Lit Up At Christmas

Ron Nagasawa
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Wednesday - December 17, 2008
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My job at work is all about deadlines, which is why, when I retreat to the sanctity of my home, I want nothing to do with deadlines. Unfortunately for me, during the Christmas season my life is riddled with wife-imposed deadlines. The clock started right after Thanksgiving and my days were then carefully plotted out nearly to the minute on all the things I had to do before Dec. 25.

As you know, I knocked out the Christmas tree purchasing fairly early. But that’s only like launching the space shuttle as then the entire mission commences. And I don’t know how this happened, but all of my wife’s responsibilities are dependent on me completing mine.

In other words, the decorating of the tree cannot start until I have strung the lights. As we neared nearly two weeks of an undecorated tree, our 11-year-old daughter started asking her mother when it was going to get done. My wife’s reply to her: “As soon as your father puts up the lights.”

Not wanting to dash the Christmas spirit of my baby girl, I decided to hang the lights on the tree late the other night. I know this is the wrong attitude, but my thoughts were: “You want lights? I’ll give you Christmas lights!” I was bent on lighting up that tree to rival the one at City Hall. I stayed up to the wee hours of the morning and fell asleep in the living room before I could throw the switch. Early the next morning after my wife woke up and washed her hair, she came into the living room and turned on the switch for the tree. It blew a circuit.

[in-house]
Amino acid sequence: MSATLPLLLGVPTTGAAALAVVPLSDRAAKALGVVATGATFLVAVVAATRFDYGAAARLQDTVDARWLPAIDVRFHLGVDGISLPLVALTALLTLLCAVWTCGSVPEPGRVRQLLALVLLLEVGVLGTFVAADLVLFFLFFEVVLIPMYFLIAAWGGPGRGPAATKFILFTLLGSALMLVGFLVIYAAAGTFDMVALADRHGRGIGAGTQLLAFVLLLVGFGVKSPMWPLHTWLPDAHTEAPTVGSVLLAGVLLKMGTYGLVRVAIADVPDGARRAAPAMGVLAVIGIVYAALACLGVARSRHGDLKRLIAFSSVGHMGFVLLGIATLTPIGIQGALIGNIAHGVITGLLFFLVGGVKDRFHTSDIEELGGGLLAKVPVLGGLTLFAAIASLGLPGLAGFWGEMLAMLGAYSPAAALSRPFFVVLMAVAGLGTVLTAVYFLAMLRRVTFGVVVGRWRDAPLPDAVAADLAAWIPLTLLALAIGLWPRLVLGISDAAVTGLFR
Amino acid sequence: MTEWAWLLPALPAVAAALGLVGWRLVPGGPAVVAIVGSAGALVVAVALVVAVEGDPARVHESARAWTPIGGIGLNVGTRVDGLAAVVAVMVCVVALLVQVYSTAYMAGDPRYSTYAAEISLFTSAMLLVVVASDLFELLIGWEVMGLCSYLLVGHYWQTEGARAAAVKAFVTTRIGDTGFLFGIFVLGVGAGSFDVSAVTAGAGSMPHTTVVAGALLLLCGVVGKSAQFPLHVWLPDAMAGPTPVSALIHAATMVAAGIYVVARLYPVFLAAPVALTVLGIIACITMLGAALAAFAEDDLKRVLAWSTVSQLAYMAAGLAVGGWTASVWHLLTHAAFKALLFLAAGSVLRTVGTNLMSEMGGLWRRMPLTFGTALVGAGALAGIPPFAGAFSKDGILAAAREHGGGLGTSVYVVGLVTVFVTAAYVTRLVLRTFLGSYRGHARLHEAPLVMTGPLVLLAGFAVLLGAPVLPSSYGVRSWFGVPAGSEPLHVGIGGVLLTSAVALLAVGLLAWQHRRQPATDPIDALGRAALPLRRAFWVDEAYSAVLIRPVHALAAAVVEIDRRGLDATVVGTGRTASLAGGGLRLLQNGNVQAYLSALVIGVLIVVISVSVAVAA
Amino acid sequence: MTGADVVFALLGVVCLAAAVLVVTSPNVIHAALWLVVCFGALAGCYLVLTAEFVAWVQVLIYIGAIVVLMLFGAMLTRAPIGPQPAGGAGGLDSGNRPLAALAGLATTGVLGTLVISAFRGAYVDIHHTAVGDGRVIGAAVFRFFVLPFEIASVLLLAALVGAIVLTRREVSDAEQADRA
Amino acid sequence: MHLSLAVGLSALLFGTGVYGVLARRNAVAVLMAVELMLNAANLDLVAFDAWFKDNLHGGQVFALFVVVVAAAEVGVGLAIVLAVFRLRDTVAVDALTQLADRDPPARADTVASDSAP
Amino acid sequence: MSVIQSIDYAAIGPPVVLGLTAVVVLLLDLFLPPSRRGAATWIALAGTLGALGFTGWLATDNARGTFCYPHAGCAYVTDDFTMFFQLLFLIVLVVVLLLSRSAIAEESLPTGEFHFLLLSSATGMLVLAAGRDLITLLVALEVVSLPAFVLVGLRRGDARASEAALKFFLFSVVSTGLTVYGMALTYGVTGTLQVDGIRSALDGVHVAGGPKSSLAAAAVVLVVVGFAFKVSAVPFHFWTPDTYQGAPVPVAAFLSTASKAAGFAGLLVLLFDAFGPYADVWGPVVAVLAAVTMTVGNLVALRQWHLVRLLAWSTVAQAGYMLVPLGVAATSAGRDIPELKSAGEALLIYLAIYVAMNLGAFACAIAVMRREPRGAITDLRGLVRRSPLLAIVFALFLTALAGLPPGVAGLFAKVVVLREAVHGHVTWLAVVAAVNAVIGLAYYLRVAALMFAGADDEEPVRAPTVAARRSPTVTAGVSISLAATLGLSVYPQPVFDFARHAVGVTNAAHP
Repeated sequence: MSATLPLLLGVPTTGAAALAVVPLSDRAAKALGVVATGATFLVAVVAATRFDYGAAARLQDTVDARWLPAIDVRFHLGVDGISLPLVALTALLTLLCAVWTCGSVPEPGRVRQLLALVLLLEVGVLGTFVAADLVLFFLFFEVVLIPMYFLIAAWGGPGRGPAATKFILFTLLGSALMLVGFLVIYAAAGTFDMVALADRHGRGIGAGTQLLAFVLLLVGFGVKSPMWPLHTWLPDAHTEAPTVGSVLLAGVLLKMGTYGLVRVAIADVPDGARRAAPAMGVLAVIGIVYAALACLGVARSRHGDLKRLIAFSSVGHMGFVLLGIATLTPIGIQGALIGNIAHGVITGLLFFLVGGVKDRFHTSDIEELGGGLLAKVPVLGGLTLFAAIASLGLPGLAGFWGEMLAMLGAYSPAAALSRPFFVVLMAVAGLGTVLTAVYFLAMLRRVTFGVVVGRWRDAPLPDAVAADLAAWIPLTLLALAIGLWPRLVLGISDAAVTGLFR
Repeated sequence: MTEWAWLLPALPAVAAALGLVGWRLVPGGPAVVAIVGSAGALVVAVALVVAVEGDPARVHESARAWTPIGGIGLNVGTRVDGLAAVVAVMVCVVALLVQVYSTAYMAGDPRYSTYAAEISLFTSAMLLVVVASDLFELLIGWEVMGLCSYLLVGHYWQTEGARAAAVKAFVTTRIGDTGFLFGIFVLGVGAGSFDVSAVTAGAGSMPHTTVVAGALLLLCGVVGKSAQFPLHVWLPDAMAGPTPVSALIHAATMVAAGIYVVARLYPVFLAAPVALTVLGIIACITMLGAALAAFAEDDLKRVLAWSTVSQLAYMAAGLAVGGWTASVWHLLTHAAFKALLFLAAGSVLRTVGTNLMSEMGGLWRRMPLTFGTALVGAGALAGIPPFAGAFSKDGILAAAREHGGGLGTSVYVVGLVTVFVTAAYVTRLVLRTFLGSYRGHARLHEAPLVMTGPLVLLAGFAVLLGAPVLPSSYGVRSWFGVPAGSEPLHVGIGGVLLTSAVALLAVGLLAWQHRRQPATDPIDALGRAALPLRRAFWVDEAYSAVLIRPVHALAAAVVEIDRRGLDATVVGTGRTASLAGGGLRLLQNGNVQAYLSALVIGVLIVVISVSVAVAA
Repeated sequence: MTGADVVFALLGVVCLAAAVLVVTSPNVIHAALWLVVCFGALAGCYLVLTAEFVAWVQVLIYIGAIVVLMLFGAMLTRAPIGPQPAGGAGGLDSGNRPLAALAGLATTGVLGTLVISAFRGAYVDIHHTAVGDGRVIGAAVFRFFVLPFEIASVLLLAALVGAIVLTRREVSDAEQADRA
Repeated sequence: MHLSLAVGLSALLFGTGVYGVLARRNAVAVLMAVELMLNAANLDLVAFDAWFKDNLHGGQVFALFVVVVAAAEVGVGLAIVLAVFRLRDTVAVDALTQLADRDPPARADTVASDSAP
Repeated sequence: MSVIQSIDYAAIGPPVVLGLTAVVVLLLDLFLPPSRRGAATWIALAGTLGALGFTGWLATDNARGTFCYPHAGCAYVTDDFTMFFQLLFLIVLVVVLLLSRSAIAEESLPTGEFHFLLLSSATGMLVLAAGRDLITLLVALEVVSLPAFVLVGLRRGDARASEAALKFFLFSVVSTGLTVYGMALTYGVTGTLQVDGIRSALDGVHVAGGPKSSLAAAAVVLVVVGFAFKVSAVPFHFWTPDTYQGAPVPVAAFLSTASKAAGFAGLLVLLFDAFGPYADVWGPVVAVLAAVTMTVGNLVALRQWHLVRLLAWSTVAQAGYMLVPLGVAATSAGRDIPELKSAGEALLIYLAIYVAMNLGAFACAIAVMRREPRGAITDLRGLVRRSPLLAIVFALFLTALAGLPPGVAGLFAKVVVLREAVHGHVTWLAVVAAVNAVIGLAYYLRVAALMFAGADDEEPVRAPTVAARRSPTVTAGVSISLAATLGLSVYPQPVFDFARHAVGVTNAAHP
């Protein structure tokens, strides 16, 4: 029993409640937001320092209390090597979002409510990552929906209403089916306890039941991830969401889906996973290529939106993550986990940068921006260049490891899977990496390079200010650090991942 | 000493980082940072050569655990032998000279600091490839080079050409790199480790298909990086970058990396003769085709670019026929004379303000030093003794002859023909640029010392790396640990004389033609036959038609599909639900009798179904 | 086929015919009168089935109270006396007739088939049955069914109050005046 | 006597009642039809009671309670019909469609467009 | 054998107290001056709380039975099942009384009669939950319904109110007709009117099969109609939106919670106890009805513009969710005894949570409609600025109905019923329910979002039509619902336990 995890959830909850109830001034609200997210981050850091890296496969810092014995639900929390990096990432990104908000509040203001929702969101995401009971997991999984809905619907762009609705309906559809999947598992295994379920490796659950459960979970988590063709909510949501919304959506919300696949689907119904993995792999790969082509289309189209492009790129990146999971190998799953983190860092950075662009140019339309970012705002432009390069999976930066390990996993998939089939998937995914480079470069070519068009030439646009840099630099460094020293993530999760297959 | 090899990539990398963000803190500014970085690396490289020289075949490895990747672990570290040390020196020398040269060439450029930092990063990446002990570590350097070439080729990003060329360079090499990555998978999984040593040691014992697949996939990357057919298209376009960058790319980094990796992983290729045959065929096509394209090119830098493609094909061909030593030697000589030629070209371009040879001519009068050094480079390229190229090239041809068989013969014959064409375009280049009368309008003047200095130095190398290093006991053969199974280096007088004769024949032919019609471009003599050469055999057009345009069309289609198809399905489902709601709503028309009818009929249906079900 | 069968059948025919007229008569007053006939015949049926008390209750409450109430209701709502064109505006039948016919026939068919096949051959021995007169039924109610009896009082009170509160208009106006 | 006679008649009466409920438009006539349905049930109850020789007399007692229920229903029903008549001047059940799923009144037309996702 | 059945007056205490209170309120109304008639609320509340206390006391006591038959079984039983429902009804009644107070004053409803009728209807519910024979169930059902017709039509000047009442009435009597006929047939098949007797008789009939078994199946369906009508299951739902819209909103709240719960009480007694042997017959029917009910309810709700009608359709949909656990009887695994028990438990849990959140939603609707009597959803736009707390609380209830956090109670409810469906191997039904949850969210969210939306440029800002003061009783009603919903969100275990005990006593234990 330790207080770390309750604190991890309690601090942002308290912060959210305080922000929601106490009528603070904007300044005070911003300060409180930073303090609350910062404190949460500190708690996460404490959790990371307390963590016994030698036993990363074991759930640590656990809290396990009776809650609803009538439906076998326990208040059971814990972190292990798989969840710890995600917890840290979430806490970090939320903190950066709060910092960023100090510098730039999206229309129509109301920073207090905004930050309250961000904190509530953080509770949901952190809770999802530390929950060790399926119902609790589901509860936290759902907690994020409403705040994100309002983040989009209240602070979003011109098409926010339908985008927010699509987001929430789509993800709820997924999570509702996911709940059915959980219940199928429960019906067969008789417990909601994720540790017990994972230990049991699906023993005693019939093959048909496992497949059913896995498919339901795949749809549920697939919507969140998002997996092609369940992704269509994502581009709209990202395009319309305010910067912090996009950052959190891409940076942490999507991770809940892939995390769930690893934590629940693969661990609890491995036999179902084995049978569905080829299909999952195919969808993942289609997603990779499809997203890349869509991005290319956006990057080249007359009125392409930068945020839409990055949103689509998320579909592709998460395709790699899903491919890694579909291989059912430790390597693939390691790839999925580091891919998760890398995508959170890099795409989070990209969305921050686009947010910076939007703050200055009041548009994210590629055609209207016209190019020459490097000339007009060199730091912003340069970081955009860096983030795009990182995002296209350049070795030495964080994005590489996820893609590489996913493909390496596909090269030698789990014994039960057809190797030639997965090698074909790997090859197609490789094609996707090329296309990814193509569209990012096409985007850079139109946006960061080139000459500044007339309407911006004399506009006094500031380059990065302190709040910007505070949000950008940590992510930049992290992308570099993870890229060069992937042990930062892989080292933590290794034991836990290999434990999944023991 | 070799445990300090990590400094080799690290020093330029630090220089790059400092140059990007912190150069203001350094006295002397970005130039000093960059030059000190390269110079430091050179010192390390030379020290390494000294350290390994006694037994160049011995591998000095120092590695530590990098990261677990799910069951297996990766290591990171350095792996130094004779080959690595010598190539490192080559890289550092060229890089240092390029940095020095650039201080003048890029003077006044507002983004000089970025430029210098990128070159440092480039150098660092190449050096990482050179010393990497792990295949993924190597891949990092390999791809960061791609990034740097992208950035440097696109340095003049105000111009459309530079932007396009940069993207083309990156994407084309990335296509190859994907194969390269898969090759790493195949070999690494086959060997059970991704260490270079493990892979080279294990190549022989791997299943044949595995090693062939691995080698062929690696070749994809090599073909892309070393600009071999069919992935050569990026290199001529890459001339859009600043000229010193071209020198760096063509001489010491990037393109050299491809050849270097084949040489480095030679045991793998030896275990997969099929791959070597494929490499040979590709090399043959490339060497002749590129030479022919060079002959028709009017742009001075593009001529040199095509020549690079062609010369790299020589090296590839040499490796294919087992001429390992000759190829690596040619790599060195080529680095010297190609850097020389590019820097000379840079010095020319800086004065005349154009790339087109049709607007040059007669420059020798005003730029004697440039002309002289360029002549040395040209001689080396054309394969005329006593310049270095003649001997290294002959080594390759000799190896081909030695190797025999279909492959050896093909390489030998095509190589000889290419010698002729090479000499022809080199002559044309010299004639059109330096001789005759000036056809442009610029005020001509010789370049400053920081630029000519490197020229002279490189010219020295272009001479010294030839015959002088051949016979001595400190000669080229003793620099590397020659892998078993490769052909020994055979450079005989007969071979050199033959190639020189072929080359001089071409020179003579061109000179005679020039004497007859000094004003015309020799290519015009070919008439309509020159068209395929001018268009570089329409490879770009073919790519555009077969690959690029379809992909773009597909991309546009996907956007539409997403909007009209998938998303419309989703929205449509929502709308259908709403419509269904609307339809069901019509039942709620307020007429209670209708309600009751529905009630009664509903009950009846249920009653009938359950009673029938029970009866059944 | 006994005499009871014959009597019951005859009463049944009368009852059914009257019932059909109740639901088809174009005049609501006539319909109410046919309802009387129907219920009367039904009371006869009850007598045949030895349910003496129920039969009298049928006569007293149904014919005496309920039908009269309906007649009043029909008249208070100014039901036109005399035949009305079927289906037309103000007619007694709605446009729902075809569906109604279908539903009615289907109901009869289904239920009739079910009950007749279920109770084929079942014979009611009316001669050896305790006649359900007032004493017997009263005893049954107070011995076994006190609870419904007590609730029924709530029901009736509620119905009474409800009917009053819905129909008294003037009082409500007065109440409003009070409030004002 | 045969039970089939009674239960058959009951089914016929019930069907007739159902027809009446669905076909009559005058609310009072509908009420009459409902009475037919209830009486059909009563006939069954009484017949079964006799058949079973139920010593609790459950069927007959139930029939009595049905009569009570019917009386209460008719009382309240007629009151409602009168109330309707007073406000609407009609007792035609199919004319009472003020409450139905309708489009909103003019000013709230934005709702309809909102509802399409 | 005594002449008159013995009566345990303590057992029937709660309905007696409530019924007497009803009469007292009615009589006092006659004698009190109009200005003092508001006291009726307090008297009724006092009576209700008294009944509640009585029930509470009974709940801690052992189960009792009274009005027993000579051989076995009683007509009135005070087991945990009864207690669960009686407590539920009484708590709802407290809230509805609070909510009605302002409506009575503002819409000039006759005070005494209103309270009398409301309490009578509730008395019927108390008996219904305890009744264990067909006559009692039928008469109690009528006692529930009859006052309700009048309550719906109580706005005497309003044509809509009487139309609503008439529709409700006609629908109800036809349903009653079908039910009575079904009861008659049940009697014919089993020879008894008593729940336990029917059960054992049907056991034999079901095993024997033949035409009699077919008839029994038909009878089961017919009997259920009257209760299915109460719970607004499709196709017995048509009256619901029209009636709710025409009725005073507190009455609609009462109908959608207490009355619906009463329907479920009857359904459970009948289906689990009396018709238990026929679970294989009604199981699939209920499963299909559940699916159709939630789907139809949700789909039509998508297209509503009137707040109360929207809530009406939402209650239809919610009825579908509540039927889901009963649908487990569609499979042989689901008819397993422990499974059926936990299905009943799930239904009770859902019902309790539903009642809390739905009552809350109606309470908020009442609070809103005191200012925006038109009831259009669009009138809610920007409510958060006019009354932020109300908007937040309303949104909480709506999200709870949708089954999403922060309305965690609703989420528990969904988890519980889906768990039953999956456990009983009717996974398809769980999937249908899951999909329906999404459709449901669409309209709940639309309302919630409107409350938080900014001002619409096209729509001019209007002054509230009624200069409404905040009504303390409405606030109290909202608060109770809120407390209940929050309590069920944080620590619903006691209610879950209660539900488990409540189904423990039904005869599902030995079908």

We lost power to nearly all the outlets in the house. Normally this is not a DEFCON ONE crisis, but as I said, my wife just washed her hair. I was suddenly jolted out of my slumber by my wife, who was now blaming me because she couldn’t blow-dry her wet and now matted hair. I immediately checked the circuit breaker and it would-n’t reset. I was getting nervous because my wife’s get-ready-for-work and get-daughter-ready-for school clock was ticking down. I went through the entire house looking for a working outlet. I found one in the garage.

I ran a utility extension cord into the kitchen and set up a mirror we had stored outside for my wife to do her hair. The situation was not pretty, and I could gauge the severity of it by the deafening silence from my wife.

As my wife was leaving to take our daughter to school, our child decided to ask the last question I wanted to hear that morning: “Dad, when are you going to put up the outside Christmas lights?”

My wife, tongue-in-cheek, answered for me, “Daddy’s going to be too busy shopping for Mommy’s present.”

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